- School Life stresses teens out more than home life (64.7% verses 35.3%). Source: Stage of Life
- 59% report that managing their time to balance all activities is a somewhat or very significant stressor. Source: USA Today
- Almost 40% of parents say their high-schooler is experiencing high levels of academic stress with homework being a leading cause Source: NPR poll conducted with the Robert Wood Johnson Foundation and the Harvard School of Public Health
- Teenagers need 9.25 hours of sleep per night, but the majority average only seven hours with 25% getting six hours or less. Source: UC Berkley Greater Good Science Center
With never-ending homework, tests, school projects, soccer practice, band practice and countless other obligations, an important factor in overcoming stress as a student is learning how to manage time. Here are 5 simple steps to help organize and structure the life of a student.
Step 1 – Write it down
Write down all assignments in a planner each day at the end of each class. Only leave a classroom when you have written down the complete homework assignment, upcoming tests or projects and when you have a clear understanding of the teacher’s expectations for those assignments. A correctly written assignment looks something like this:
Biology – page 235 #1-5 Write the questions and the answers. Test on chapter 16 Friday, 3/21.
Step 2 – Visualize your week
For students participating in after-school clubs and sports, keep a calendar/planner that shows the hours in each day. At the beginning of the week, make it a point to sit down with your calendar/planner and plan out your week by marking off time for each and every activity. Each hour of the day should be marked with something – sleeping, class, baseball practice, student council meeting, study/homework, dinner. This helps students visualize their week ahead so that they can keep track of how much time they have for different activities.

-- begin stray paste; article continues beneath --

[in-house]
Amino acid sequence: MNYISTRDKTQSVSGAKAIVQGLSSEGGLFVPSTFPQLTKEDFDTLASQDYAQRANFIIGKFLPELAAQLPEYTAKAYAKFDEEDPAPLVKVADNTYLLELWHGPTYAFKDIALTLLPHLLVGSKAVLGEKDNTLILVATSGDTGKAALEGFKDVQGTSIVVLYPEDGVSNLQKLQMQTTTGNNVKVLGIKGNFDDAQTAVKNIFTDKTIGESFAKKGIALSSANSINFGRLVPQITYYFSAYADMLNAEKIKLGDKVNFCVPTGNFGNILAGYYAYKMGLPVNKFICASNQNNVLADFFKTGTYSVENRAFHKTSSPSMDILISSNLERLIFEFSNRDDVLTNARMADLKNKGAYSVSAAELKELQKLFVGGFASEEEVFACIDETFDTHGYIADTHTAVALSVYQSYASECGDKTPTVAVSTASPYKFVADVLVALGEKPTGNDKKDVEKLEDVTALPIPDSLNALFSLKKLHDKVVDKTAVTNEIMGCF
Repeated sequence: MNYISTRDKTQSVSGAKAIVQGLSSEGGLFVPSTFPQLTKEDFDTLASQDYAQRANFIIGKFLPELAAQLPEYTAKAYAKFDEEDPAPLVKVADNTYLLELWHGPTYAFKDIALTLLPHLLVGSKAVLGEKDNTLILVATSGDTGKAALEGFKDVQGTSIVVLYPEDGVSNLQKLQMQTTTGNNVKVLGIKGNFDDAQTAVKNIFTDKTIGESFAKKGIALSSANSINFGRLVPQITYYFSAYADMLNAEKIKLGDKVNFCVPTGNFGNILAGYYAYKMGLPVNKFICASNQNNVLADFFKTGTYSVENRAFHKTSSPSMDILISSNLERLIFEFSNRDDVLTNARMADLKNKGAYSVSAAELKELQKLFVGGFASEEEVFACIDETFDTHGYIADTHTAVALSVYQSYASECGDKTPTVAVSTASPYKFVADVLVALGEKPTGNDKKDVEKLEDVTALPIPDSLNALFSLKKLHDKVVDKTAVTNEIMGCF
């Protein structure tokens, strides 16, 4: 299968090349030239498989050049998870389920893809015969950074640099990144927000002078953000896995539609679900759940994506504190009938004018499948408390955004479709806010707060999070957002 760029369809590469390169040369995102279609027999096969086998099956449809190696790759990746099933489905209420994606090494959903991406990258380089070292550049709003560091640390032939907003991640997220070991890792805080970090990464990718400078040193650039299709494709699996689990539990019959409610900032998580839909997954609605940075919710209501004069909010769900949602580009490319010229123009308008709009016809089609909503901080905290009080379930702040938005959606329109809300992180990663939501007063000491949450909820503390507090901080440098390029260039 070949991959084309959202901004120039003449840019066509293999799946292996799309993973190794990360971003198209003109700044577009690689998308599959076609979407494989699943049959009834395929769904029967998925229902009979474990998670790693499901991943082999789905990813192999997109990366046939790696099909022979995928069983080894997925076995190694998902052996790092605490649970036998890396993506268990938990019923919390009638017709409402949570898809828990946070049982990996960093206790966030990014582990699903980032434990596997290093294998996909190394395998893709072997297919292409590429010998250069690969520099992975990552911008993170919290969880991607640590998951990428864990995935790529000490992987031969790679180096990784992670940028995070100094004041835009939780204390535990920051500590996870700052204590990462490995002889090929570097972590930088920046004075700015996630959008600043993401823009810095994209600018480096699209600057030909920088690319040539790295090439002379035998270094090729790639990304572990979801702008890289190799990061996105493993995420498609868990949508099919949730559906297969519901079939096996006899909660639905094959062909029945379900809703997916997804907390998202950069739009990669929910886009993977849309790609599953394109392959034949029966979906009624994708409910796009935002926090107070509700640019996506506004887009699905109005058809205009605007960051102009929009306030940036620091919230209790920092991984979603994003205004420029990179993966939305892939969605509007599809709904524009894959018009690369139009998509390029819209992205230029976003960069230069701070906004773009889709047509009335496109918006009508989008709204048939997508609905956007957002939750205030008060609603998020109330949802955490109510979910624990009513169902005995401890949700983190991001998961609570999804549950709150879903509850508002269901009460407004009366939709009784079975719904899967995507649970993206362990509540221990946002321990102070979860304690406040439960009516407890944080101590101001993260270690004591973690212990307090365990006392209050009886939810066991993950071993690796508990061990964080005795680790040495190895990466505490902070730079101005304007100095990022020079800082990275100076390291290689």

Step 3 – Keep papers organized
Keeping all school supplies organized is a must. Have notebooks and folders for each subject. Only put math papers in the math folder/notebook, English in the English folder/notebook, etc. Being able to easily and quickly put your fingers on the homework that you completed last night will prevents unnecessary stress. Too often students do work at night and cannot find it when the teacher asks for it the next day.
Step 4 – A few minutes a day keeps the all-nighter away
Spending time each day on each subject will eliminate anxiety when it comes time for tests, project due dates, exams, etc. Because adolescents tend to live in the moment and do not see much past that moment, they often wait until the night before a project is due or the night before an exam to pull an all-nighter of memorizing (not learning) the information. Spending just a few minutes each night on each subject will eliminate the need for unhealthy, all-night cramming. Read over a chapter or the notes you took that day, make flashcards of key ideas/vocabulary that were discussed that day, and outline a chapter you read are all practices that will help students keep up with the information as the concepts are presented over time.
Step 5 – Structure, balance, accountability
Structure and accountability are key. Students need a proper balance of school, sleep, extracurricular time, and down time (or with young children, free play). Parents play a huge role in making this balance possible for their scholar kids. Maintaining a structured lifestyle helps keep students organized so that they can make the best use of their time. Holding students accountable for getting school work done is also paramount. Parents should stay on top of how their kids are doing in school so that they can help them make adjustments to their schedule if they’re missing homework or not performing well on tests.